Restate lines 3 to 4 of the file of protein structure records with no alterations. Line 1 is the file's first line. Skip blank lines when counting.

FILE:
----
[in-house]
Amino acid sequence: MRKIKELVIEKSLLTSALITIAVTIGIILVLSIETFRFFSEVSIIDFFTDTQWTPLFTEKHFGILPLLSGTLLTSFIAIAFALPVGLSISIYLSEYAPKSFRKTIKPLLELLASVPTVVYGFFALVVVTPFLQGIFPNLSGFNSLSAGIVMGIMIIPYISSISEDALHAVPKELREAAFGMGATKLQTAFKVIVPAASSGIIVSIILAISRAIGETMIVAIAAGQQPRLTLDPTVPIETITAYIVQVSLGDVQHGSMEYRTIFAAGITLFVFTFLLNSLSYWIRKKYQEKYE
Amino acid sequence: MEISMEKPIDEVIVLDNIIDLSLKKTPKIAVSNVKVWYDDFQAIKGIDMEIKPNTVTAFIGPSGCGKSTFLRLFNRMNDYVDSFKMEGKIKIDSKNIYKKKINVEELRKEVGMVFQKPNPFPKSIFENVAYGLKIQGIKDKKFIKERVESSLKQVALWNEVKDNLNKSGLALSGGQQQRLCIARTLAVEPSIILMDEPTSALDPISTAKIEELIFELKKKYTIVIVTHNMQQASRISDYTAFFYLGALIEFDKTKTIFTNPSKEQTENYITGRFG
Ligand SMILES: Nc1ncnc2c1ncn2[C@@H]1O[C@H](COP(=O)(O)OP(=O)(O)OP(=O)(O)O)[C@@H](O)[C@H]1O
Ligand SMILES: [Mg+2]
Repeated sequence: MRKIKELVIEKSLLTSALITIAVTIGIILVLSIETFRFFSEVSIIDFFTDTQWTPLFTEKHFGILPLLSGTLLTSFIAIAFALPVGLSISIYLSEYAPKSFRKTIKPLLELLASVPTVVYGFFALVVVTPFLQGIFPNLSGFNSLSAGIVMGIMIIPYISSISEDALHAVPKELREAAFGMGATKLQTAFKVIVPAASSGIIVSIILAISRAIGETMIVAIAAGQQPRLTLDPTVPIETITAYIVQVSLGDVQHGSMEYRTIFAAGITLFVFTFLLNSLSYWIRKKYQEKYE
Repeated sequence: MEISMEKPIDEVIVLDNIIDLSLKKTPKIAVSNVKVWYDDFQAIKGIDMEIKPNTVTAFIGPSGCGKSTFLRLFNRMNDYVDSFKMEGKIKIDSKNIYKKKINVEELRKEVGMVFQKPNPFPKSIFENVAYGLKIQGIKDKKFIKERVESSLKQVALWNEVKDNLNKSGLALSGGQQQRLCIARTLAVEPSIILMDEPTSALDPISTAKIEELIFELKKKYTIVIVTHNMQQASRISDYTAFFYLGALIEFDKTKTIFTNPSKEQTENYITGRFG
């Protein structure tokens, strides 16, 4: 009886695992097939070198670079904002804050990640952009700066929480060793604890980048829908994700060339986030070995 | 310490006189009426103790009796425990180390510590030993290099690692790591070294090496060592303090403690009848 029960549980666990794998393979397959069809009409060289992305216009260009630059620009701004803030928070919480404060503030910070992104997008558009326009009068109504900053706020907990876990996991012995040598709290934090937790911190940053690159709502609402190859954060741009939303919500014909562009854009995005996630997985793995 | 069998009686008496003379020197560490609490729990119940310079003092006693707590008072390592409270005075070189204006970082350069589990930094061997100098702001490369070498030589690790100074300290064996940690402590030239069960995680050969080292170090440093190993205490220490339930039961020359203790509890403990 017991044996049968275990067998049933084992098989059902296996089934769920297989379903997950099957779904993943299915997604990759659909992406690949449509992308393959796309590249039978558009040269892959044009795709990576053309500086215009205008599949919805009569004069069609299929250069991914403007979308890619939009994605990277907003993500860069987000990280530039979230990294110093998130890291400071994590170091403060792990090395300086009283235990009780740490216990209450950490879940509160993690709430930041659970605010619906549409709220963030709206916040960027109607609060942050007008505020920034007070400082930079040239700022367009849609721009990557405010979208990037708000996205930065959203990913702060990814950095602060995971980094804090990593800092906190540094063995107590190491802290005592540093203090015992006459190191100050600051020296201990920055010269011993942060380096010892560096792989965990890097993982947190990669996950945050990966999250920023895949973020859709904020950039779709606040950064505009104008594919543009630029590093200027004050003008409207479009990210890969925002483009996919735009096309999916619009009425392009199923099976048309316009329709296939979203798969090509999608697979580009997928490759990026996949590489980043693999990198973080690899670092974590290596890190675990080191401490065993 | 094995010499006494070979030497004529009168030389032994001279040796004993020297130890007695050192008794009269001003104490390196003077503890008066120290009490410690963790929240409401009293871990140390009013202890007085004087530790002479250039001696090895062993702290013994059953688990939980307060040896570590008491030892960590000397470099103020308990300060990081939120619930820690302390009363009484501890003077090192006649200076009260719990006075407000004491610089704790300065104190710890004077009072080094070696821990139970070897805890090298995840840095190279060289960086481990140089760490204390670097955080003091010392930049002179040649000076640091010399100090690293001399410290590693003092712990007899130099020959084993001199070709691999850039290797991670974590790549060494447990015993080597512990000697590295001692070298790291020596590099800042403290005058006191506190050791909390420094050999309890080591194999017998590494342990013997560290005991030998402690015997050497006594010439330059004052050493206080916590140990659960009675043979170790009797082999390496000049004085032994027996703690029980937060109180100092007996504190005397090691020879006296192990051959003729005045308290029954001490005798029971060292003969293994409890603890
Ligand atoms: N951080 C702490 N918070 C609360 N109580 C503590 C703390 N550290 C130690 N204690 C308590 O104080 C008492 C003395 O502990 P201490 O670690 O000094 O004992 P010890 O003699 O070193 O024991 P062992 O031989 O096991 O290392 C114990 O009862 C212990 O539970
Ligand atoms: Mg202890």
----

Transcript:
Amino acid sequence: MEISMEKPIDEVIVLDNIIDLSLKKTPKIAVSNVKVWYDDFQAIKGIDMEIKPNTVTAFIGPSGCGKSTFLRLFNRMNDYVDSFKMEGKIKIDSKNIYKKKINVEELRKEVGMVFQKPNPFPKSIFENVAYGLKIQGIKDKKFIKERVESSLKQVALWNEVKDNLNKSGLALSGGQQQRLCIARTLAVEPSIILMDEPTSALDPISTAKIEELIFELKKKYTIVIVTHNMQQASRISDYTAFFYLGALIEFDKTKTIFTNPSKEQTENYITGRFG
Ligand SMILES: Nc1ncnc2c1ncn2[C@@H]1O[C@H](COP(=O)(O)OP(=O)(O)OP(=O)(O)O)[C@@H](O)[C@H]1O